"Kiss Me" didn't stop at radio, though. As one of the first hits with multiple licensing deals, the song widened its audience reach through exposure on television (the popular teen drama Dawson's Creek) and in the movies (rom-com She's All That). It also helped that pop in 1999 had shifted to a more happy place compared to several years earlier. "In the mid-90s we had this dour grunge-y thing happening," says Dave Holmes, then one of the hosts of MTV's daily countdown Total Request Live (TRL), now host of Ovation's American Canvas and Esquire writer-at-large. "All at once top 40 got fun again." Nash agrees: "Timing was absolutely crucial in 'Kiss Me's' success. The song's innocence, lyrics and melody were perfect for an audience weary from harder edged music."

6. No Scrubs - TLC (eventual peak: 1, 4 weeks)

Last fall wasn't the only time female-led acts dominated the Hot 100: The ladies had the top five positions nailed down for these past two weeks. With their first major hit in almost four years, TLC made it the top six.

"No Scrubs," the trio's shout-out to money-challenged men, made an indelible footprint in pop culture, becoming the third of TLC's four Hot 100 No. 1s, winning two Grammys and being the first hit in fifteen years to inspire a parody (rap trio Sporty Thievz' "No Pigeons") that nearly cracked the top ten.

7. Every Morning - Sugar Ray (eventual peak: 3)

For "Morning's" hook, the L.A. band borrowed from another California classic, Malo's No. 18-peaking hit of 1972, "Suavecito." "Growing up in California, that was like the low rider anthem," Sugar Ray's Mark McGrath told MTV News at that time.

"This song and its sound was a dream," says Paul "Cubby" Bryant, currently morning host at New York's WKTU and Chicago's WLIT (93.9 MyFM), then music director of WHTZ (Z100) in New York. "['Every Morning' was] the perfect transition record, the center of Z100's sound." 

8. What's It Gonna Be? -  Busta Rhymes featuring Janet (eventual peak: 3)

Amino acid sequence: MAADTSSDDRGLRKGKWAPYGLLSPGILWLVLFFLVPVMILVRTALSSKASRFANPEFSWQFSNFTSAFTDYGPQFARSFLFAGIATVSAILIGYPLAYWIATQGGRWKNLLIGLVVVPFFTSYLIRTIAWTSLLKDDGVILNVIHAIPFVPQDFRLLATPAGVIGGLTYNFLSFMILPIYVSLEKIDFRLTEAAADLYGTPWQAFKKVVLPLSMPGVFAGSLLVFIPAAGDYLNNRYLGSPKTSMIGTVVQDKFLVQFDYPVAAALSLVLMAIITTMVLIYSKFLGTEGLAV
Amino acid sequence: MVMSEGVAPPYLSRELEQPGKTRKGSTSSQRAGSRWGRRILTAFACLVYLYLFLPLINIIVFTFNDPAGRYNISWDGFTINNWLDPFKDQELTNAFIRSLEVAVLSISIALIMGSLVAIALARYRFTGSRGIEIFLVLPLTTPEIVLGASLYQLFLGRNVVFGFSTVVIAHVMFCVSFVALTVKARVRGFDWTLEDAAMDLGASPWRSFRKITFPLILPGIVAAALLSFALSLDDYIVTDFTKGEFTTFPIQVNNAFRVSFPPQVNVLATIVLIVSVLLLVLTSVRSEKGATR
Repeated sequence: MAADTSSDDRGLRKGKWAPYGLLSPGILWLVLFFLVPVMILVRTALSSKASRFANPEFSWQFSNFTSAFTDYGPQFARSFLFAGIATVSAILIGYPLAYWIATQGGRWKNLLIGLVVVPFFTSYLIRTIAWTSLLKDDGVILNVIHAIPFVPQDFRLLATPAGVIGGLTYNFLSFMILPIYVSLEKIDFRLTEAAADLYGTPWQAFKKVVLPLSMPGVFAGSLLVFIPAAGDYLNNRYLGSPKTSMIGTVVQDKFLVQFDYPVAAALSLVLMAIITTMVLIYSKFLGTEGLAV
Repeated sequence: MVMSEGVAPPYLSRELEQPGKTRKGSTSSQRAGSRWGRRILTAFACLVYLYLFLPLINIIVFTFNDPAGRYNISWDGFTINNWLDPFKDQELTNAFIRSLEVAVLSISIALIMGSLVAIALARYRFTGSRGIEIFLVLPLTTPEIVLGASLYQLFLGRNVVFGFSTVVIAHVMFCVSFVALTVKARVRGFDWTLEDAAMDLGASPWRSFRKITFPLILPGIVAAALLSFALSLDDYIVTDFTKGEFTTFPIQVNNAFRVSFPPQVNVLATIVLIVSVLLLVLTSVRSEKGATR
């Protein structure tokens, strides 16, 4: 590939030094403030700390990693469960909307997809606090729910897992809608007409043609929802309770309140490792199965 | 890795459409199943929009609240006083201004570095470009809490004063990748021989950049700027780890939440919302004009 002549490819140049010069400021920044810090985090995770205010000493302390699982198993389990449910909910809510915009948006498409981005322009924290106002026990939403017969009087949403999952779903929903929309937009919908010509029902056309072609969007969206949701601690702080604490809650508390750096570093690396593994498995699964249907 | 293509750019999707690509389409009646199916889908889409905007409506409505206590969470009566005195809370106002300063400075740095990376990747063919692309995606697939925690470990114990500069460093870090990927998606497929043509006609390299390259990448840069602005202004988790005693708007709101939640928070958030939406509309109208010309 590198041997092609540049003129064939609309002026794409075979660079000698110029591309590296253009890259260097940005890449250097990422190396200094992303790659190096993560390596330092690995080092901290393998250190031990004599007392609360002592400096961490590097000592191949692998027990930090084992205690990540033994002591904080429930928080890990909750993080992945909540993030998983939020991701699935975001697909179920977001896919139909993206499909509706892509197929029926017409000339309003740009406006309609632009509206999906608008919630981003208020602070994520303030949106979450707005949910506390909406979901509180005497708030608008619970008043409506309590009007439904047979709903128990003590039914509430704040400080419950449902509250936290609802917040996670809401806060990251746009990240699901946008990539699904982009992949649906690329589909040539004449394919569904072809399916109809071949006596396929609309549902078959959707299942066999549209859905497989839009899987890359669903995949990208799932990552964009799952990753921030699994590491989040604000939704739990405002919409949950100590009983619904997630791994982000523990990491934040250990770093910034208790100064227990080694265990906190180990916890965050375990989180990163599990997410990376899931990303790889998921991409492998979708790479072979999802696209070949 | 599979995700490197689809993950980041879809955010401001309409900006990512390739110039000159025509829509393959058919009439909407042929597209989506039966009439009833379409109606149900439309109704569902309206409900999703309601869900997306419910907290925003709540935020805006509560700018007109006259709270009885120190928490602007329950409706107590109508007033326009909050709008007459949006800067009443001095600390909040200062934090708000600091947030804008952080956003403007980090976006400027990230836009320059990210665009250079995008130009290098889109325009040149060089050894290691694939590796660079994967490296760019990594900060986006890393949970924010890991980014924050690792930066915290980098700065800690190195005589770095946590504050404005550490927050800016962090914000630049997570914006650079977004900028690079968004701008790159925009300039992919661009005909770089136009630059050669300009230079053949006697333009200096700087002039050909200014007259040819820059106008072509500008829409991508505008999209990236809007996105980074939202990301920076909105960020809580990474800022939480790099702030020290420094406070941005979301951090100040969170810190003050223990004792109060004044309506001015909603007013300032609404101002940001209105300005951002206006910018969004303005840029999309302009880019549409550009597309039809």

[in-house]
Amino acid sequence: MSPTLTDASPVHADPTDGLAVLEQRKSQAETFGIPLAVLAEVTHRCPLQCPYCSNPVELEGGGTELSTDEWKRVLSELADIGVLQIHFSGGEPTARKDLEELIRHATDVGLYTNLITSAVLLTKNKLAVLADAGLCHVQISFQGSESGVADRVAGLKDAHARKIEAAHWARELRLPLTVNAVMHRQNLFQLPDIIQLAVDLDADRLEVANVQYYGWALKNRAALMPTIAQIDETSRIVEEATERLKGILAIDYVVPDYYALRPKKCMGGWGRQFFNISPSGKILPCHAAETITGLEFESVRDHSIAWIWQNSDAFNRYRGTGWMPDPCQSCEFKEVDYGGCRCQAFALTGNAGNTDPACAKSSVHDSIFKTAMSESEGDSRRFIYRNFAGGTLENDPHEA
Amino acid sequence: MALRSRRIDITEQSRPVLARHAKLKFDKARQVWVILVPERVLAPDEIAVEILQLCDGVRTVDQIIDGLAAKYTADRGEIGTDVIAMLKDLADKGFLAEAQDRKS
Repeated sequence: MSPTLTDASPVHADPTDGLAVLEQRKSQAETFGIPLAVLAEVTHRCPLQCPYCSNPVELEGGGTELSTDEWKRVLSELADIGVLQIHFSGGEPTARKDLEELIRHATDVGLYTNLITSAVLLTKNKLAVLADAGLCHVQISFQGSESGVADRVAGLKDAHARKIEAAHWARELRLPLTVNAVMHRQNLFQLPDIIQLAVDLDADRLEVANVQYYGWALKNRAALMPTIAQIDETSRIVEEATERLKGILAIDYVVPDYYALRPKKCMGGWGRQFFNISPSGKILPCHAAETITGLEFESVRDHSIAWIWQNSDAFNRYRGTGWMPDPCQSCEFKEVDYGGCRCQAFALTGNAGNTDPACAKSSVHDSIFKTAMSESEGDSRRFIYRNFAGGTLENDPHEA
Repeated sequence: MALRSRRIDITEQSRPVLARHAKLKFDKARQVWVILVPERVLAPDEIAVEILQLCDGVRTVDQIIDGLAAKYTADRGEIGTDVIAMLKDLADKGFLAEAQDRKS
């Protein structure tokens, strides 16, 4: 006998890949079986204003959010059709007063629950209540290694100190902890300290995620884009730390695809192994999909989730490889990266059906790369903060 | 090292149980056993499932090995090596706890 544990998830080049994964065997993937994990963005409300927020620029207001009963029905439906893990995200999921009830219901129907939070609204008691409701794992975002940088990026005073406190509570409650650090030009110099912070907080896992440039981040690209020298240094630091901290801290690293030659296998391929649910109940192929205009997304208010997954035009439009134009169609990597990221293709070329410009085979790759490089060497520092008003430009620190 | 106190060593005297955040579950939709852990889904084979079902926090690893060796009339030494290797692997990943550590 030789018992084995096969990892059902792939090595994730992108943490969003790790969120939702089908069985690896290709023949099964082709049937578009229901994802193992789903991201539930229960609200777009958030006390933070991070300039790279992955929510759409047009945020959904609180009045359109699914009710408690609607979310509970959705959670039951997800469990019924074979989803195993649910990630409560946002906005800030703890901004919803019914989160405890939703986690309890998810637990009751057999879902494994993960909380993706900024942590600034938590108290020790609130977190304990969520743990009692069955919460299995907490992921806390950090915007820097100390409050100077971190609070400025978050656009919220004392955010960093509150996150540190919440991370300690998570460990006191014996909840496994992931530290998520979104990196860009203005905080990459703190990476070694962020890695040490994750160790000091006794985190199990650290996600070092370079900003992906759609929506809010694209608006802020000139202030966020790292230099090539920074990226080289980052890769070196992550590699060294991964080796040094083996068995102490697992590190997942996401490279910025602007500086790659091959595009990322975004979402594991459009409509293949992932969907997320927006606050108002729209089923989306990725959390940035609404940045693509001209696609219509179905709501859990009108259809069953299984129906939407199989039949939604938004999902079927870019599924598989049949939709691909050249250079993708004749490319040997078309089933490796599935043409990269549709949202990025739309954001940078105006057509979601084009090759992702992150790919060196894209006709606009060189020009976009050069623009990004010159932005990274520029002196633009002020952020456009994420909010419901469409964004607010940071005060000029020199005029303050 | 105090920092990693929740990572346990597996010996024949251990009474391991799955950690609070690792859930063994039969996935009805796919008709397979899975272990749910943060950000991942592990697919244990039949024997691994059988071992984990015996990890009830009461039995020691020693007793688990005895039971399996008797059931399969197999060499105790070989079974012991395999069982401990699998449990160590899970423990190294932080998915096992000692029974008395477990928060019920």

Say this about Busta Rhymes: he knows how to pick his featured vocalists. The Brooklyn rapper's two biggest hits -- both of which reached No. 3 -- showcased two of the most successful female acts in chart history. Four years prior to teaming with Mariah Carey on "I Know What You Want," Busta enlisted Janet Jackson for this sonic assault, with a special effects-heavy music video that cost nearly $2.5 million to produce. Odd side note: "What's…" was the first and perhaps only top ten charted song to mention SoundScan, Nielsen's measure of music sales, in its lyrics.

9. All I Have To Give - Backstreet Boys (peak: 5)

"Teenage girls hadn't all coalesced around music in a really long time," MTV's Holmes says. "Pop had sort of gone away, but it was clear it was about to explode in a massive way again." 

One of the artists to light that fuse was the vocal group formed in Orlando, Florida whose multi-platinum American debut album generated six Hot 100 charting singles, five of which (including "All") reached the top five. "The enthusiasm of everyone around the MTV studio for Backstreet Boys back then was infectious," Holmes says. There was of course even greater enthusiasm among the crowd outside TRL's Times Square studios. "It was utterly surreal," Holmes says. "It felt like we were the epicenter, and I was in a place everyone wanted to be. It made it clear to me that I was at the control center of popular culture for a lot of teenagers' formative years."

10. Angel - Sarah McLachlan (peak: 4)

There may never be another top ten song as therapeutic as "Angel." Inspired by the story of Jonathan Melvoin, the touring keyboardist for Smashing Pumpkins who was a victim of heroin addiction, the song featuring Sarah McLachlan accompanied by only piano and bass has been used in a number of movies and TV series (including the aforementioned Dawson's Creek) at particularly dramatic moments, with focus on the "In the arms of the angel" chorus. A few weeks later, in April 1999, a radio station remix of "Angel" included soundbites from the aftermath of the Columbine school shooting tragedy, leading to the song's role as a healer in the wake of other tragic events such as 9/11.

NEXT PAGE: Goo Goo Dolls, Jay Z + More

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12. Slide - Goo Goo Dolls (peak: 8)

"It just kind of blew up, you know?" the Goo Goo Dolls' Johnny Rzeznik says about "Slide." "I tried hard not to pay attention to it because I just wanted to keep working. When [bassist] Robby [Takac] finally showed me the Billboard charts, I was like, this is getting serious."